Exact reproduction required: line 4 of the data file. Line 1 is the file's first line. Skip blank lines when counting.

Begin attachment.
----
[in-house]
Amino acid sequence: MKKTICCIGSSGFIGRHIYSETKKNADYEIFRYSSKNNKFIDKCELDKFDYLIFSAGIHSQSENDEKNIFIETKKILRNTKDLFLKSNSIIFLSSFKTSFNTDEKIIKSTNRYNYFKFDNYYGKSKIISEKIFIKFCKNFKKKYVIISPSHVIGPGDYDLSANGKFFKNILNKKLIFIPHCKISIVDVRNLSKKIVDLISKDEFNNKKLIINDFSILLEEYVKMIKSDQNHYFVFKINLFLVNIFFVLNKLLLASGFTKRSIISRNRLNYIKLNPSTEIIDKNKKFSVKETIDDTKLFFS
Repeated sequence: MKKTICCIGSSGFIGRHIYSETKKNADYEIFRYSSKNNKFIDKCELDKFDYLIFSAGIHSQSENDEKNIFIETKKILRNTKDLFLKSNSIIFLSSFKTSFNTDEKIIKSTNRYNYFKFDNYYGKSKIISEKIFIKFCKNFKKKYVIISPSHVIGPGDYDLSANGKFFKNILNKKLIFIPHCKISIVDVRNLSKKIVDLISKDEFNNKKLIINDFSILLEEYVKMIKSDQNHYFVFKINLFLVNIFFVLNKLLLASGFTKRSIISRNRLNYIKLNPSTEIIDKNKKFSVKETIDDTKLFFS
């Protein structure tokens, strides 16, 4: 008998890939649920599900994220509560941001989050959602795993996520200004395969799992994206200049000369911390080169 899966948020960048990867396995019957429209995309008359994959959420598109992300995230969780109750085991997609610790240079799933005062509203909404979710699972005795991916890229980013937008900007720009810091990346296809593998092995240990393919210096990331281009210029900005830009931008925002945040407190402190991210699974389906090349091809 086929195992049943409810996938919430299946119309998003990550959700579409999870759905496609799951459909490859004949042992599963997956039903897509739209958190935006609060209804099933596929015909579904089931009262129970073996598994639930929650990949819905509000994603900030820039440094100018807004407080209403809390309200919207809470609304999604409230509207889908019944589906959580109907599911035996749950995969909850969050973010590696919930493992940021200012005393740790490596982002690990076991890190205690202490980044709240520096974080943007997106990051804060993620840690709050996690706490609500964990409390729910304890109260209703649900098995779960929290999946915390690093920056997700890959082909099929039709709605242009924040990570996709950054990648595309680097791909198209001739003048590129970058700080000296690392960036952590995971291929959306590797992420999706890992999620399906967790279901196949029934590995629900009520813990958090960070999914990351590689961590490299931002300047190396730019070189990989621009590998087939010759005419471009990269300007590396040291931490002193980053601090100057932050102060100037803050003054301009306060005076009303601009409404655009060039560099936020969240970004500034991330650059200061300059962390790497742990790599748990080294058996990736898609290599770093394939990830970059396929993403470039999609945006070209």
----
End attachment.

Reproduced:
């Protein structure tokens, strides 16, 4: 008998890939649920599900994220509560941001989050959602795993996520200004395969799992994206200049000369911390080169 899966948020960048990867396995019957429209995309008359994959959420598109992300995230969780109750085991997609610790240079799933005062509203909404979710699972005795991916890229980013937008900007720009810091990346296809593998092995240990393919210096990331281009210029900005830009931008925002945040407190402190991210699974389906090349091809 086929195992049943409810996938919430299946119309998003990550959700579409999870759905496609799951459909490859004949042992599963997956039903897509739209958190935006609060209804099933596929015909579904089931009262129970073996598994639930929650990949819905509000994603900030820039440094100018807004407080209403809390309200919207809470609304999604409230509207889908019944589906959580109907599911035996749950995969909850969050973010590696919930493992940021200012005393740790490596982002690990076991890190205690202490980044709240520096974080943007997106990051804060993620840690709050996690706490609500964990409390729910304890109260209703649900098995779960929290999946915390690093920056997700890959082909099929039709709605242009924040990570996709950054990648595309680097791909198209001739003048590129970058700080000296690392960036952590995971291929959306590797992420999706890992999620399906967790279901196949029934590995629900009520813990958090960070999914990351590689961590490299931002300047190396730019070189990989621009590998087939010759005419471009990269300007590396040291931490002193980053601090100057932050102060100037803050003054301009306060005076009303601009409404655009060039560099936020969240970004500034991330650059200061300059962390790497742990790599748990080294058996990736898609290599770093394939990830970059396929993403470039999609945006070209």